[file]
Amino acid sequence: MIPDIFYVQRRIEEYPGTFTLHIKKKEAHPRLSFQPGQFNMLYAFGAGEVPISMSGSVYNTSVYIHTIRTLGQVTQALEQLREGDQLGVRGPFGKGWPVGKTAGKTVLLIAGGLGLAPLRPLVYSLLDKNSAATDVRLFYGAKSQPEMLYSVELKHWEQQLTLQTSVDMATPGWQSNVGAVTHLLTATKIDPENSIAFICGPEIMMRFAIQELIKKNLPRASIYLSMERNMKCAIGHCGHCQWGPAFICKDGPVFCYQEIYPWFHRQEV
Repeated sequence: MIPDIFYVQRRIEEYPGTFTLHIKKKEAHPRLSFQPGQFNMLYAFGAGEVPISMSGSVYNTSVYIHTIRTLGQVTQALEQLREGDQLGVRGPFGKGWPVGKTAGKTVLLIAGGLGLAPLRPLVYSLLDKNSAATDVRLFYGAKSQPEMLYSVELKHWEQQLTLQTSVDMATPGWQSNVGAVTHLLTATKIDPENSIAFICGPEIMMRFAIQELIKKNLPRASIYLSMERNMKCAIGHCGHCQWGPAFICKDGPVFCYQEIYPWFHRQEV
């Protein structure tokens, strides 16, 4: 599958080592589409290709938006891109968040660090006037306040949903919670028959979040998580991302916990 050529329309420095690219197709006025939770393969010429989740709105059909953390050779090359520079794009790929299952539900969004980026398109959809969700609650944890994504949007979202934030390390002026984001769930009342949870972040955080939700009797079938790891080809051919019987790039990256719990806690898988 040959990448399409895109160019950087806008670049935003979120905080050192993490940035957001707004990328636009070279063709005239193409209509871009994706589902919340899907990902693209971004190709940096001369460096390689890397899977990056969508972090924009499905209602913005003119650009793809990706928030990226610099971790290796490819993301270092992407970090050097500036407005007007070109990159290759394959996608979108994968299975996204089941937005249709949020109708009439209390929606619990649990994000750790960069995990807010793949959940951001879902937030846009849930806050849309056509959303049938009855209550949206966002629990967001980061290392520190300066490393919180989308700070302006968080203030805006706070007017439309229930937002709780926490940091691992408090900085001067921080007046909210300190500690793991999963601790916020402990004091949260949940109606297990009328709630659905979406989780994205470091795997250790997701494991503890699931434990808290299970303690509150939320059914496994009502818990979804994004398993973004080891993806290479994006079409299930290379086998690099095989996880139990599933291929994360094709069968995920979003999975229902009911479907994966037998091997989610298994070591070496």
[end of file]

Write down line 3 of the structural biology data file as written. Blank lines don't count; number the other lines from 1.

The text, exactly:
């Protein structure tokens, strides 16, 4: 599958080592589409290709938006891109968040660090006037306040949903919670028959979040998580991302916990 050529329309420095690219197709006025939770393969010429989740709105059909953390050779090359520079794009790929299952539900969004980026398109959809969700609650944890994504949007979202934030390390002026984001769930009342949870972040955080939700009797079938790891080809051919019987790039990256719990806690898988 040959990448399409895109160019950087806008670049935003979120905080050192993490940035957001707004990328636009070279063709005239193409209509871009994706589902919340899907990902693209971004190709940096001369460096390689890397899977990056969508972090924009499905209602913005003119650009793809990706928030990226610099971790290796490819993301270092992407970090050097500036407005007007070109990159290759394959996608979108994968299975996204089941937005249709949020109708009439209390929606619990649990994000750790960069995990807010793949959940951001879902937030846009849930806050849309056509959303049938009855209550949206966002629990967001980061290392520190300066490393919180989308700070302006968080203030805006706070007017439309229930937002709780926490940091691992408090900085001067921080007046909210300190500690793991999963601790916020402990004091949260949940109606297990009328709630659905979406989780994205470091795997250790997701494991503890699931434990808290299970303690509150939320059914496994009502818990979804994004398993973004080891993806290479994006079409299930290379086998690099095989996880139990599933291929994360094709069968995920979003999975229902009911479907994966037998091997989610298994070591070496």